published Tuesday, December 14th, 2010

Bunch to serve as judge

NASHVILLE -- A recently retired state lawmaker from Southeast Tennessee has become the third former Republican legislator in recent weeks to get a high-paying job elsewhere in state government.

Former Sen. Dewayne Bunch, R-Cleveland, a frequent critic of appointed judges, did not seek re-election last fall. He recently was appointed as an administrative law judge by Secretary of State Tré Hargett, a fellow Republican. He has been on the payroll since Dec. 1 and will receive $97,728 a year, according to a Hargett spokesman.

Efforts to reach Bunch, an attorney who served eight years in the House and four in the Senate, were unsuccessful on Friday and Monday.

In a departure from current practice, Bunch will not be based in Nashville as are the other administrative law judges.

"This is something new," Hargett spokesman Blake Fontenay confirmed in an e-mail. "Historically, the administrative law judges have been based in Nashville but have traveled (and still do travel) throughout the state. Our expectation is that by having Sen. Bunch based in East Tennessee, it will cut down on travel time and travel expenses.

He said Hargett "may consider basing an administrative law judge in West Tennessee as well."

Sen. Andy Berke, D-Chattanooga, called Bunch a "nice fellow and someone with whom I always got along in the Senate.

"However," Berke added, "I do find it ironic that he spent a great amount of time railing against appointed judges and now has himself been selected by a former legislator to serve as a judge."

During his Senate tenure, Bunch attacked the state's method of selecting and electing appellate judges and Supreme Court justices. That process involves a special commission determining which nominees are forwarded to the governor, who makes the appointment. Voters later vote on whether to retain the judges.

Bunch charged "special interests" controlled the appointments and claimed the retention-election setup violates the Tennessee Constitution.

As an administrative law judge in the Secretary of State's Division of Administrative Procedure, Bunch will conduct contested case hearings for state administrative agencies. The division is not part of the judicial branch of government.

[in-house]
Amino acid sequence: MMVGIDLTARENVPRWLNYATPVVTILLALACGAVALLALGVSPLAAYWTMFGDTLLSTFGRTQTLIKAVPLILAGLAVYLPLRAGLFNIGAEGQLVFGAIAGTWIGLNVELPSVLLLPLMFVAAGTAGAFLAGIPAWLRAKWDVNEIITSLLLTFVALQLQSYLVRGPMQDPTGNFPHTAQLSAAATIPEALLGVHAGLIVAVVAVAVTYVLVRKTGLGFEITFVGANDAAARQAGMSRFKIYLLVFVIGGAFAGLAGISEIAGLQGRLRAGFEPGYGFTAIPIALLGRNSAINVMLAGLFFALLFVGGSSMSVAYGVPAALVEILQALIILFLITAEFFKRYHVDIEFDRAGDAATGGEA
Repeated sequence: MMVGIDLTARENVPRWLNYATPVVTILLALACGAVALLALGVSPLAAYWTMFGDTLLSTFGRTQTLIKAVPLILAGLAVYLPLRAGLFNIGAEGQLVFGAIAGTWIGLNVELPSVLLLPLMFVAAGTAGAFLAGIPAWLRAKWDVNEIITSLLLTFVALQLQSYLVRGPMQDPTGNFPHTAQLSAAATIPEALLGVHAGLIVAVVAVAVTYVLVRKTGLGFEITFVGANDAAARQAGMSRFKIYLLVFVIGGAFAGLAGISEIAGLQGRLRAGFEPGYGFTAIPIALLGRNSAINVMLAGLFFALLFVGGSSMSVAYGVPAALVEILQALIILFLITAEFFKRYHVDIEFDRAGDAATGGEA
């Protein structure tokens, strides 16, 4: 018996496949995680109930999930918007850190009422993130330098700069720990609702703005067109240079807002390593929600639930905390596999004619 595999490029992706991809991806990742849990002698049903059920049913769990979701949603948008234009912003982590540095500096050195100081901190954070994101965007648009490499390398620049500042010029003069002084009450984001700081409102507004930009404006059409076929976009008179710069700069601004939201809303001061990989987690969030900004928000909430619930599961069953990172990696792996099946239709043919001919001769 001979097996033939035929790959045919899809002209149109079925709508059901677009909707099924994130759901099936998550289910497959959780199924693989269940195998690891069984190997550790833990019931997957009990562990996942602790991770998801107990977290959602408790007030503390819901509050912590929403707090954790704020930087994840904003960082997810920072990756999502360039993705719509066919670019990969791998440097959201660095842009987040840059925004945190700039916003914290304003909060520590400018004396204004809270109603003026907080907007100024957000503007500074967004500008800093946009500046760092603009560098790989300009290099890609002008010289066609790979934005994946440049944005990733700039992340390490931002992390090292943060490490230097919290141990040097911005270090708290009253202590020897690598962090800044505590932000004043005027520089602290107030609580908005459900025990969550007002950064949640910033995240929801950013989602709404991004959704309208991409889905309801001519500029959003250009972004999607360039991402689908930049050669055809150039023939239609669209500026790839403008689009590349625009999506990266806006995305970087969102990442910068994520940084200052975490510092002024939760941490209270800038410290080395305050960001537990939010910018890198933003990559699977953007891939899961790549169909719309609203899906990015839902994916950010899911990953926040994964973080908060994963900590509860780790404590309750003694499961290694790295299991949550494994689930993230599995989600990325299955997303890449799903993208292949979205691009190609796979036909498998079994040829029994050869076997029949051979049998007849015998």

Tennessee Bar Association Executive Director Allan Ramsaur, whose group clashed with Bunch over judicial appointments, called Bunch a "capable lawyer."

Berke said "there's an issue here" as former lawmakers move into other areas of government.

"We've just got to be on the lookout to make sure these are qualified people who can serve the state and not cronyism," he said.

Earlier this month, the state comptroller named House Republican Majority Leader Jason Mumpower, R-Bristol, who did not seek re-election, as his executive assistant. He is being paid a $125,000 salary. The comptroller, like the secretary of state, is elected by the General Assembly.

Rep. Beth Harwell, R-Nashville, the presumptive House speaker, has named former Rep. Joe McCord, R-Maryville, as House clerk. No salary has been set, Harwell said. Current House Clerk Burney Durham, who also serves as chief of staff, is paid $161,376.

Contact staff writer Andy Sher at asher@timesfreepress.com or 615-255-0550.

about Andy Sher...

Andy Sher is a Nashville-based staff writer covering Tennessee state government and politics for the Times Free Press. A Washington correspondent from 1999-2005 for the Times Free Press, Andy previously headed up state Capitol coverage for The Chattanooga Times, worked as a state Capitol reporter for The Nashville Banner and was a contributor to The Tennessee Journal, among other publications. Andy worked for 17 years at The Chattanooga Times covering police, health care, county government, ...

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TonyGottlieb said...

Unlike the current unconstitutionally seated members of TN Supreme Court and TN Court of Appeals, the job of Administrative Law Judge is an appointed position.

Andy Berke needs to obtain a copy of the Tennessee Constitution and read it.

Article VI Section 3. The judges of the Supreme Court shall be elected by the qualified voters of the state. The Legislature shall have power to prescribe such rules as may be necessary to carry out the provisions of section two of this article. Every judge of the Supreme Court shall be thirty-five years of age, and shall before his election have been a resident of the state for five years. His term of service shall be eight years.

Article VI ..Section 4. The election of officers, and the filling of all vacancies not otherwise directed or provided by this Constitution, shall be made in such manner as the Legislature shall direct.

Article VII Section 4. The election of officers, and the filling of all vacancies not otherwise directed or provided by this Constitution, shall be made in such manner as the Legislature shall direct.

December 14, 2010 at 10:28 a.m.
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